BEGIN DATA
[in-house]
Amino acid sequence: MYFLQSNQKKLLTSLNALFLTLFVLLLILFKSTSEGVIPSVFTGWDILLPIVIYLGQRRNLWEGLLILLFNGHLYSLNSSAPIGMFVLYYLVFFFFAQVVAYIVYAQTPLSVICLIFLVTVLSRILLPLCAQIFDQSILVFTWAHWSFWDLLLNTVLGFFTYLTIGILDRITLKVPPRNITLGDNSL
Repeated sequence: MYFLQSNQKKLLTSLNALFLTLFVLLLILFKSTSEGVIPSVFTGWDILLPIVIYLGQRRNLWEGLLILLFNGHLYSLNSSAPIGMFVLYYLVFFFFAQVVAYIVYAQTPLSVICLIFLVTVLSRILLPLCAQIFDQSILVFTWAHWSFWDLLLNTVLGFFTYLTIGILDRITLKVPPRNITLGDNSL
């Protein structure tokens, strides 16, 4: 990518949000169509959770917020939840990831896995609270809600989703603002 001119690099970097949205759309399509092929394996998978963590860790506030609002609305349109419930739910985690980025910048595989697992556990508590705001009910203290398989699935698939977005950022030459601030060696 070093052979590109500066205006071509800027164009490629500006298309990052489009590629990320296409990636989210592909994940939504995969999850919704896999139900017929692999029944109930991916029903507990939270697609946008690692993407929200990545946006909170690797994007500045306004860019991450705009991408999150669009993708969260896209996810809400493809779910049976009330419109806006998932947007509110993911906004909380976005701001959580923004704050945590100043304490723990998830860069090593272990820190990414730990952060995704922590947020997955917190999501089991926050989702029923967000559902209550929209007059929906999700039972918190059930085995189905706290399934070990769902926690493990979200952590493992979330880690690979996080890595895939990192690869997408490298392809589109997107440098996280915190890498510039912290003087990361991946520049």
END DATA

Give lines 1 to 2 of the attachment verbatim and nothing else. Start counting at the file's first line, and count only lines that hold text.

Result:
[in-house]
Amino acid sequence: MYFLQSNQKKLLTSLNALFLTLFVLLLILFKSTSEGVIPSVFTGWDILLPIVIYLGQRRNLWEGLLILLFNGHLYSLNSSAPIGMFVLYYLVFFFFAQVVAYIVYAQTPLSVICLIFLVTVLSRILLPLCAQIFDQSILVFTWAHWSFWDLLLNTVLGFFTYLTIGILDRITLKVPPRNITLGDNSL